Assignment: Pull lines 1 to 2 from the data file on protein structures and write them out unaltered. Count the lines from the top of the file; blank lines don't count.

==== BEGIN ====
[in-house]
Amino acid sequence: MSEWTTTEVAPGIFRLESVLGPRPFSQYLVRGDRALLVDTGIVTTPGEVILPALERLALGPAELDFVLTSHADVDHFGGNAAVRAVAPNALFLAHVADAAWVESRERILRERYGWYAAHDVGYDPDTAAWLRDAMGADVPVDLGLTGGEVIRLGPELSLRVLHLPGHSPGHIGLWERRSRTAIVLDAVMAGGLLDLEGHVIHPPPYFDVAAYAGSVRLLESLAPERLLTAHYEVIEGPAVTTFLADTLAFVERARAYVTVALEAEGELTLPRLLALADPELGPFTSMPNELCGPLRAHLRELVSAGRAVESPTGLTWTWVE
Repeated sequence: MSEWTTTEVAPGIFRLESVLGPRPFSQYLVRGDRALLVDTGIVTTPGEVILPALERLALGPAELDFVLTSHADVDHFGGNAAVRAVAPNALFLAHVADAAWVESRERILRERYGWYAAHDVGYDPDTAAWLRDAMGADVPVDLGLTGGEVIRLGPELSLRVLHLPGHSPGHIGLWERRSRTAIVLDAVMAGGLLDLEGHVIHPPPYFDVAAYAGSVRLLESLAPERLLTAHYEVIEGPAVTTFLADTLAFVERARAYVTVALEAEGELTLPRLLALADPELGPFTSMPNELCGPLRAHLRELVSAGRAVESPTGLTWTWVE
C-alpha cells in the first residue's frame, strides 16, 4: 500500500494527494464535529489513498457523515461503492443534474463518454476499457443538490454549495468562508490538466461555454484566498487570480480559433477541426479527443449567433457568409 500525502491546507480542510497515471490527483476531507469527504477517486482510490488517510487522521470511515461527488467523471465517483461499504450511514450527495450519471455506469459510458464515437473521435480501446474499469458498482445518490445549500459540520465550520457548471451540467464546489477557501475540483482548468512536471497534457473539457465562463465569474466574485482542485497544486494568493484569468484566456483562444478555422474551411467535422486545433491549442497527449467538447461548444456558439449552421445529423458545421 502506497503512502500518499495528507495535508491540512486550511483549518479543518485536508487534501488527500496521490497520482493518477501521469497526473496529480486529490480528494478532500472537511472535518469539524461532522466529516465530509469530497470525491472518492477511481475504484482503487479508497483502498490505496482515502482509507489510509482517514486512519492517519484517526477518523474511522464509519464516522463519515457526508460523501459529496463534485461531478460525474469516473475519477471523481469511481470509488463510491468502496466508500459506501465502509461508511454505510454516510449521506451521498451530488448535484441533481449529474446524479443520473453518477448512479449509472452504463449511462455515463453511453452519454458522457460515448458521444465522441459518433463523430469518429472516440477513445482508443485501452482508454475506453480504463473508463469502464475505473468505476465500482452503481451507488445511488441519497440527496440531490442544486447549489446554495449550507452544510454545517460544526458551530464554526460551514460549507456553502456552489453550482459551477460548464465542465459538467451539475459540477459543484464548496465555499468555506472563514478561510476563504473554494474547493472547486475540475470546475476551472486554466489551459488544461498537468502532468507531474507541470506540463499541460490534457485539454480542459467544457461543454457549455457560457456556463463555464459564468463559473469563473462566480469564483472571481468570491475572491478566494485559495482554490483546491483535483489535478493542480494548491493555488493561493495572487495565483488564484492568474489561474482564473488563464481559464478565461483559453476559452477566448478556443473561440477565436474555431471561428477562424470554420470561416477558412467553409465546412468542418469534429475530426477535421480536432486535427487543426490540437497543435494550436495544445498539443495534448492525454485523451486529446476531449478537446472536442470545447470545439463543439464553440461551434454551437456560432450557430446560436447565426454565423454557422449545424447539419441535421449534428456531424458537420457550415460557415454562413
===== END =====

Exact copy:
[in-house]
Amino acid sequence: MSEWTTTEVAPGIFRLESVLGPRPFSQYLVRGDRALLVDTGIVTTPGEVILPALERLALGPAELDFVLTSHADVDHFGGNAAVRAVAPNALFLAHVADAAWVESRERILRERYGWYAAHDVGYDPDTAAWLRDAMGADVPVDLGLTGGEVIRLGPELSLRVLHLPGHSPGHIGLWERRSRTAIVLDAVMAGGLLDLEGHVIHPPPYFDVAAYAGSVRLLESLAPERLLTAHYEVIEGPAVTTFLADTLAFVERARAYVTVALEAEGELTLPRLLALADPELGPFTSMPNELCGPLRAHLRELVSAGRAVESPTGLTWTWVE